MORE IDEAS FROM THE ARTICLE
Avoid questions you can answer “yes” or “no”. They are closed-ended, don’t generate discussion and they rarely yield any insight.
By asking open-ended questions, you get far more interesting insights. They invite reflection and start discussions.
Every decision is based on assumptions. If you don’t understand these assumptions, you may make a bad decision.
It’s often helpful to ask yourself first, and then your colleagues, “What are we assuming in this scenario?”
It is so easy to hear one side of the story, act on the information, and then be embarrassed when you find out that you only had half the facts.
Always remember that there are at least 2 sides to every story.
Avoid the temptation to comment on every question. Often you don’t get to the real meat of an issue until you’ve gone several questions deep.
This will make your comments or decisions much more informed.
Don't get uncomfortable when things get quiet. You don't have to fill the space with chatter.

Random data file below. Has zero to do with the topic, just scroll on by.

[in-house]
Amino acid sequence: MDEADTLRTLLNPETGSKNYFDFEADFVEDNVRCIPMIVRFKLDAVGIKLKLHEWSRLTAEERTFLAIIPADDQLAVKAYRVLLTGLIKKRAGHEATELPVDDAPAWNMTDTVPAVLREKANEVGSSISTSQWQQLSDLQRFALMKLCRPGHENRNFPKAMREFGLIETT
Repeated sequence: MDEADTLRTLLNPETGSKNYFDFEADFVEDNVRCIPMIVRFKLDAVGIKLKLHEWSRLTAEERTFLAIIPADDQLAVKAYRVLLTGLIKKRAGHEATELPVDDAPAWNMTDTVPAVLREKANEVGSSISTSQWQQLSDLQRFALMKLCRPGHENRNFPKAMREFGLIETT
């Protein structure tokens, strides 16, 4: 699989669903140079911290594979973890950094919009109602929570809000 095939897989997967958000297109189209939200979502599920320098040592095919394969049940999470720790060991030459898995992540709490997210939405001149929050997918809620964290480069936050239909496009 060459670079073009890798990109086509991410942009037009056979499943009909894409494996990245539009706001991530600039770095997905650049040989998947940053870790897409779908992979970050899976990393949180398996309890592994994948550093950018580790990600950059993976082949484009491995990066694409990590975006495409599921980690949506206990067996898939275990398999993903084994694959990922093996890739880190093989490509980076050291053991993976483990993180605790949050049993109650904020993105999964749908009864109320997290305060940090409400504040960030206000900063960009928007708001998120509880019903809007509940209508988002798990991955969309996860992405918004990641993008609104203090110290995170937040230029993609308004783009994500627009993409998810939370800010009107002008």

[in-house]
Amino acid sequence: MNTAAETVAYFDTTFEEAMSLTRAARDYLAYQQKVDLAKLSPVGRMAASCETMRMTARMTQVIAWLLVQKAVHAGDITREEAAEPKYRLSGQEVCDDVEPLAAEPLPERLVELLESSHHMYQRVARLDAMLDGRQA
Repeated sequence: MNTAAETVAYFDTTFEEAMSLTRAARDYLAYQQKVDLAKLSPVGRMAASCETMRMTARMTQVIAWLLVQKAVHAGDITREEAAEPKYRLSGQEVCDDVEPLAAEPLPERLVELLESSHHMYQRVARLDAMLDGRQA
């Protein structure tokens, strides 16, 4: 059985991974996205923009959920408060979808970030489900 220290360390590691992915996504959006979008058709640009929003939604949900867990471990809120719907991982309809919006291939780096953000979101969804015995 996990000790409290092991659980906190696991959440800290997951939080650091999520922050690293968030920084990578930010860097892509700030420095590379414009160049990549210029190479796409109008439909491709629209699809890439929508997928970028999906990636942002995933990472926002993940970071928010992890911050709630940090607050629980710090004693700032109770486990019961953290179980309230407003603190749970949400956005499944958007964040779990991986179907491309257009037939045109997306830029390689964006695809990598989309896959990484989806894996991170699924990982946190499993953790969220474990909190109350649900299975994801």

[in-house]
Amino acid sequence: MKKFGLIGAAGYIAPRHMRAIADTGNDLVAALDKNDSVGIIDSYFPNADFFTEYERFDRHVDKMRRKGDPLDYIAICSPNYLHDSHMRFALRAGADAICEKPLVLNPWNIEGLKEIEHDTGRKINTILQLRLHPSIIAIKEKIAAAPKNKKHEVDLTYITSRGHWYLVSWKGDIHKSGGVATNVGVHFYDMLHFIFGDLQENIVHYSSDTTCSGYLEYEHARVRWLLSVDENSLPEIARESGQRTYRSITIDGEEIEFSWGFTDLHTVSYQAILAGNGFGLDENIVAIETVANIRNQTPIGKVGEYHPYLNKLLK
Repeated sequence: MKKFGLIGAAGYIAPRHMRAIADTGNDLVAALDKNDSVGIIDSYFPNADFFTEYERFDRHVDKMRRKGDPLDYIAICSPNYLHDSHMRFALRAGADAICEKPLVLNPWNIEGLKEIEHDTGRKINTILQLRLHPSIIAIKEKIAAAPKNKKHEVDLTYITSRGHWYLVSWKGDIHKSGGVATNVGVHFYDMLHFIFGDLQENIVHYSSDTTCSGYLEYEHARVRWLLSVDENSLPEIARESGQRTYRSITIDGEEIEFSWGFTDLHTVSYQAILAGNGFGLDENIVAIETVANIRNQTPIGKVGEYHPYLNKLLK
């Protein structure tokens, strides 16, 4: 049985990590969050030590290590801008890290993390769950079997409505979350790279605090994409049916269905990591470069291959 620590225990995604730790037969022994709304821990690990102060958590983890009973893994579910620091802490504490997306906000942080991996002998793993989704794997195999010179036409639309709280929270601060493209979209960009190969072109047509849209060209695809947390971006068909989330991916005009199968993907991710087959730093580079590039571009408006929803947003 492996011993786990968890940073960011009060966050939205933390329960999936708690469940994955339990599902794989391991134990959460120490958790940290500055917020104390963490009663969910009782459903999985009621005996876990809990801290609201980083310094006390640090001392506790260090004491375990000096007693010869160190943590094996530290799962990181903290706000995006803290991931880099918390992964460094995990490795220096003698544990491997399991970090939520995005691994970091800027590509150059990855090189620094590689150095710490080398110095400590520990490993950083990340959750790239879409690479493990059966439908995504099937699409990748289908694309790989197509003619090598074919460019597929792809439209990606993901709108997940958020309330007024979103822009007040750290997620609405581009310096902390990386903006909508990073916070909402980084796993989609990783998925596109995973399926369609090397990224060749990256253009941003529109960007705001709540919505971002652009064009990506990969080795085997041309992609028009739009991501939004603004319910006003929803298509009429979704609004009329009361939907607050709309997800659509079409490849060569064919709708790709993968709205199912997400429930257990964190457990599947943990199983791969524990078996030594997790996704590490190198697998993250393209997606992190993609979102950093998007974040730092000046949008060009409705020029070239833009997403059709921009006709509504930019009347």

You can let this work to your advantage by just keeping your lips locked and your ears open.
One of the best ways to mentor others is to ask rather than tell. By doing this, you help people discover their own insights.
A good question to ask is: "What can we learn from this experience that might be useful to us in the future?”
Make sure you tell people what you know and what you think you know and make sure they know the difference.
The right questions are at the heart of discovery. And one of the very first questions you should be asking yourself is “What assumptions can I challenge?”
The mere act of trying to discover what assumptions you and others are making can give you a new perspective on the challenge you're facing.